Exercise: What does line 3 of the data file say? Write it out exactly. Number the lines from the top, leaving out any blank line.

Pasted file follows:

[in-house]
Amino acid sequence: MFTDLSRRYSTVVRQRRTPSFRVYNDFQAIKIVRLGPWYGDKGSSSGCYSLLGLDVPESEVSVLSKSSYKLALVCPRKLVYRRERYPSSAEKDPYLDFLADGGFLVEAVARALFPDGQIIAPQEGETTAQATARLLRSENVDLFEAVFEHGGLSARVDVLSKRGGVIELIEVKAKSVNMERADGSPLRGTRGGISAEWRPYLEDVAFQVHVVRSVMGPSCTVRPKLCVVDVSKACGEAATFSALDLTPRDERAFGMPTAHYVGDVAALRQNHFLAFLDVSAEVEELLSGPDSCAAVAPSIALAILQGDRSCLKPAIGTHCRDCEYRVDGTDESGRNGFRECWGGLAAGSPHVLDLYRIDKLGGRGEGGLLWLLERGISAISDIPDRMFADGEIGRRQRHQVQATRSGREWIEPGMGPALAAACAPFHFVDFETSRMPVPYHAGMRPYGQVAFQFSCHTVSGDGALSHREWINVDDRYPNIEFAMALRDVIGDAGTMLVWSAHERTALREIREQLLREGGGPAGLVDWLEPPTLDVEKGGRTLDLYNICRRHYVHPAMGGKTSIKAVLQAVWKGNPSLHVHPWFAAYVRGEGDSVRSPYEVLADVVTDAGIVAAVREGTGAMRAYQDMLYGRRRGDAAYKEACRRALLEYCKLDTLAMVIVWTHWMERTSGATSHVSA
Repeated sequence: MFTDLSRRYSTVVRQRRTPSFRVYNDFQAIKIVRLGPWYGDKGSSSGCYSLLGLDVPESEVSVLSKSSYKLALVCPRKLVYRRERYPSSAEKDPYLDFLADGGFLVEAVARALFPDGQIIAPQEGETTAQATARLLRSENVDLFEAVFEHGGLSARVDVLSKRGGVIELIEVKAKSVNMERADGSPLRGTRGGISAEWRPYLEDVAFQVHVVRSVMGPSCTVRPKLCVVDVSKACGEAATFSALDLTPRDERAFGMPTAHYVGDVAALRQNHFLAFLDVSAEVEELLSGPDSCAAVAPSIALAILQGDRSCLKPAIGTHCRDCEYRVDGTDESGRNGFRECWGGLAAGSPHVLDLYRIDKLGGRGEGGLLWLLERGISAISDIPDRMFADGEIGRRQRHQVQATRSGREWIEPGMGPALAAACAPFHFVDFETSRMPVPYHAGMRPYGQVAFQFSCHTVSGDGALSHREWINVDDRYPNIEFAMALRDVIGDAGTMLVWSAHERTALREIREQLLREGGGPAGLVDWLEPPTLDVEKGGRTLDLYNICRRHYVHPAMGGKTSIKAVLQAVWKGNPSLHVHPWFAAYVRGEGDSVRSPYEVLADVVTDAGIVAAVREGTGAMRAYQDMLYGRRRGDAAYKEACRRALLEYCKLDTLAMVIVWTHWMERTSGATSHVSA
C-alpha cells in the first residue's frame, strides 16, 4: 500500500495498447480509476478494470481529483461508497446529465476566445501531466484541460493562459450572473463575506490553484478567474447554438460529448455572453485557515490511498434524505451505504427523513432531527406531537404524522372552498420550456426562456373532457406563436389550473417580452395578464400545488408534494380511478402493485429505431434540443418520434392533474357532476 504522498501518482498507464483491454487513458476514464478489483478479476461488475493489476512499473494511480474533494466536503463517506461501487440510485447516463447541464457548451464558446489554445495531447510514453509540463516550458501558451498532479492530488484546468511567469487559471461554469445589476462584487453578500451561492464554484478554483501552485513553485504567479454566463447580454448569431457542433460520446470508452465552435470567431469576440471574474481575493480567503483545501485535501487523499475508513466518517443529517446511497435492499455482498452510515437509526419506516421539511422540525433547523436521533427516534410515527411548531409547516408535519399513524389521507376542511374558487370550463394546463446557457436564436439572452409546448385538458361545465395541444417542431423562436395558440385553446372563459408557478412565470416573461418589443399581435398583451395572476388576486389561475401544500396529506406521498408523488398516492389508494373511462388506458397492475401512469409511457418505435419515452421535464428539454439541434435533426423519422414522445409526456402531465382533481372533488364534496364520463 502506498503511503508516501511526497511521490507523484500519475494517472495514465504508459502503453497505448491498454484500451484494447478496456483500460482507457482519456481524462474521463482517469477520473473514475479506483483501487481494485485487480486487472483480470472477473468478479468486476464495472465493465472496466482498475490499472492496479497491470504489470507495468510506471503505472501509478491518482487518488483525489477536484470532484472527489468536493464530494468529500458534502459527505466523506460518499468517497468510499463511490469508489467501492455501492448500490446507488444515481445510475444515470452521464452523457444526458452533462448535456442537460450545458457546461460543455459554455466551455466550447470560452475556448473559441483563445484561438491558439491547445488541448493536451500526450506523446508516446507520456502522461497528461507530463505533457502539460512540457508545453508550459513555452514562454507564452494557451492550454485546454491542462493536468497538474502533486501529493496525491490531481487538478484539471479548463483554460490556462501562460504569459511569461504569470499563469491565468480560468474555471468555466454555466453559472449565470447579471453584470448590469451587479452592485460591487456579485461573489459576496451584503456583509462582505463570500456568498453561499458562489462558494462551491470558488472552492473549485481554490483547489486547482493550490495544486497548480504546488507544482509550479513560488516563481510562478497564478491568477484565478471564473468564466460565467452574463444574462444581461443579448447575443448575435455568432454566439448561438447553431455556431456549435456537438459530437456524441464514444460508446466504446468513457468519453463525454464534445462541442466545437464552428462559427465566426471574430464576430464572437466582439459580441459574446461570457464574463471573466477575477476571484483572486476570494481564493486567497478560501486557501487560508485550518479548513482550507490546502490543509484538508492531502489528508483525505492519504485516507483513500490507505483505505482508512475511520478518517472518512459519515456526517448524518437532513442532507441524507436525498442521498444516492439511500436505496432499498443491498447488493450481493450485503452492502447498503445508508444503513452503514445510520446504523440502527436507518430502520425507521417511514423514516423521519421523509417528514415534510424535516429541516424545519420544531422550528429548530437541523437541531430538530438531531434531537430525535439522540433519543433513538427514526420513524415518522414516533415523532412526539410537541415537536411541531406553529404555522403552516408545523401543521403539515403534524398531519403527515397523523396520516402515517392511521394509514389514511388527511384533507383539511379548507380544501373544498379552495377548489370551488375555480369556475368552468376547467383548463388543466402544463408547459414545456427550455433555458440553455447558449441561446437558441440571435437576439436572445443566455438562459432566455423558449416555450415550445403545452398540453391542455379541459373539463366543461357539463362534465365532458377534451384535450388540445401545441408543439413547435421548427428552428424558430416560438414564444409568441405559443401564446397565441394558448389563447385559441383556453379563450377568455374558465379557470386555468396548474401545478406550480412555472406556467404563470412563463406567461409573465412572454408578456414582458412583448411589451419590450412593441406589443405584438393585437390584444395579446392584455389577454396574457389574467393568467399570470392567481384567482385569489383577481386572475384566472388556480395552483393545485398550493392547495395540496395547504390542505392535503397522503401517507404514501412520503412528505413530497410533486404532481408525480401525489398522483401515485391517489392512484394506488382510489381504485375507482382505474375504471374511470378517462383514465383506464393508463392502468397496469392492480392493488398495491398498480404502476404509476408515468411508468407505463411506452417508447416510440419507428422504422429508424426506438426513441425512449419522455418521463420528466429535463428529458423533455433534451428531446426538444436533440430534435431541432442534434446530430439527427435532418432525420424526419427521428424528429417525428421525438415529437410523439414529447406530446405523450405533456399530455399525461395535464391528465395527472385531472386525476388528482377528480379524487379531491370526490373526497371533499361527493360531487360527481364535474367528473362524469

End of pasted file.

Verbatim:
Repeated sequence: MFTDLSRRYSTVVRQRRTPSFRVYNDFQAIKIVRLGPWYGDKGSSSGCYSLLGLDVPESEVSVLSKSSYKLALVCPRKLVYRRERYPSSAEKDPYLDFLADGGFLVEAVARALFPDGQIIAPQEGETTAQATARLLRSENVDLFEAVFEHGGLSARVDVLSKRGGVIELIEVKAKSVNMERADGSPLRGTRGGISAEWRPYLEDVAFQVHVVRSVMGPSCTVRPKLCVVDVSKACGEAATFSALDLTPRDERAFGMPTAHYVGDVAALRQNHFLAFLDVSAEVEELLSGPDSCAAVAPSIALAILQGDRSCLKPAIGTHCRDCEYRVDGTDESGRNGFRECWGGLAAGSPHVLDLYRIDKLGGRGEGGLLWLLERGISAISDIPDRMFADGEIGRRQRHQVQATRSGREWIEPGMGPALAAACAPFHFVDFETSRMPVPYHAGMRPYGQVAFQFSCHTVSGDGALSHREWINVDDRYPNIEFAMALRDVIGDAGTMLVWSAHERTALREIREQLLREGGGPAGLVDWLEPPTLDVEKGGRTLDLYNICRRHYVHPAMGGKTSIKAVLQAVWKGNPSLHVHPWFAAYVRGEGDSVRSPYEVLADVVTDAGIVAAVREGTGAMRAYQDMLYGRRRGDAAYKEACRRALLEYCKLDTLAMVIVWTHWMERTSGATSHVSA